**Total energy derived from primary and secondary generation sources. Figures do not reflect potential heat output that may result from electricity co-generation.
—: data not available.
Source(s): United Nations Statistical Division, OECD/IEA and IAEA RDS-1
1.2. THE ELECTRICITY SYSTEM
1.2.1. Electricity system and decision making process
The energy sector was mostly privatized by 2002, though the State still owns about 70% of the Czech Power Company, a.s. (CEZ, www.cez.cz), the major domestic energy production and distribution company. In the long term, State influence in the energy sector is anticipated only in the form of indirect measures (legislation, pricing and taxes) by regulating natural monopolies in particular industries and assuring energy security such as management of ownership rights.
The legislative background is as follows:
Act No. 458/2000 Coll. (collection of laws) on Business Conditions and Public Administration in the Energy Sectors (Energy Act) establishes a new regulatory regime to regulate business in the electrical power sector. According to the Energy Act, electricity generation, distribution, transmission and trading is subject to licensing. Support for cogeneration of electricity and heat in the form of a duty to buy the produced electricity and in the provision of financial support to electricity production is stated as well. The Energy Act introduces the market environment, opens the electricity and gas markets and establishes relevant institutions: the Energy Regulatory Office (www.eru.cz), the Electricity Market Operator (www.ote-cr.cz) and the State Energy Inspection (www.cr-sei.cz).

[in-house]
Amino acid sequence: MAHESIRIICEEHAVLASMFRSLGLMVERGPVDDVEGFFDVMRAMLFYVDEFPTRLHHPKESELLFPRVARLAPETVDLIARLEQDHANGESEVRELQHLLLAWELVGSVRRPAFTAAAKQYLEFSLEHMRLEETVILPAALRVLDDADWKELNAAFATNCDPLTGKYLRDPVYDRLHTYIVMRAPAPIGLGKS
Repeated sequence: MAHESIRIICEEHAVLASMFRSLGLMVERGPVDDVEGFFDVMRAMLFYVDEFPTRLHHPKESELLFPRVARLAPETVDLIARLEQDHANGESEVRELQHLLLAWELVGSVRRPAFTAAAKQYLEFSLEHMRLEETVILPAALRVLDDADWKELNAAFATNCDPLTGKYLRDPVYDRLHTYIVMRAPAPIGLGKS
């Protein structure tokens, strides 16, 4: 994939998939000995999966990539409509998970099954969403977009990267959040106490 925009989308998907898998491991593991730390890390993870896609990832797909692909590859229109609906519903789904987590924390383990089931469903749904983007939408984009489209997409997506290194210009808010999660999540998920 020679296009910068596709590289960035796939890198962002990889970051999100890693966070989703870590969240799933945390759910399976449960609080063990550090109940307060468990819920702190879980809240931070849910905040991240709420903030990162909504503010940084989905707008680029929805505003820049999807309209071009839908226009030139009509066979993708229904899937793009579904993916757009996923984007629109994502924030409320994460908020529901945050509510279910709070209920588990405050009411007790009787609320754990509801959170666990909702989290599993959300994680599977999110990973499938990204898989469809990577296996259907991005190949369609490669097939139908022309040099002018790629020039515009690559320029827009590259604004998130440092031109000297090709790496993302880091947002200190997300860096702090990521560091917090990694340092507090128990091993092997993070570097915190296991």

Act No. 406/2000 Coll. on Energy Management stipulates the rights and obligations of natural and legal bodies in the management of energy, in particular of electricity and heat as well as gas and other fuels. It aims to contribute to the economical use of natural resources and the protection of the environment, as well as to the more efficient use of energy, enhanced competitiveness, reliable energy supplies and the sustainable development of society.
Electricity trade is organized and regulated by the Electricity Market Operator, which is a state-owned stock company. The key role of the company is to organize the electricity market and flow of information between the market players.
A regulatory role is performed by two State bodies and the technical status is inspected by the State Energy Inspection, which is the government body that supervises energy facilities.
From an economic perspective, the regulatory function is performed by the Energy Regulatory Office, as defined in the Energy Act. It is the State administrative body appointed by and responsible to the Cabinet. Its operating costs are covered by the State budget approved annually by the Parliament. The general mission of the Energy Regulatory Office is to support economic competition and protect consumers’ interests in the energy sector, aiming to meet all reasonable requirements for energy supply (i.e. electricity, gas and heat supplies).
1.2.2. Structure of electric power sector
About two thirds of electricity production is concentrated in CEZ, the joint stock company which owns the following power plants located in the Czech Republic: 8 coal power plants, two nuclear power plants (Dukovany and Temelín), 31 hydropower plants, 12 solar power stations and two wind power plants (https://www.cez.cz/cs/o-cez/vyrobni-zdroje). The remaining electrical power production is provided by plants owned largely by independent producers (e.g. International Power Opatovice, a.s., and Elektrárna Kolín, a.s.) or by autonomuous producers in industry and local heat producers (cogeneration), and by regional utilities.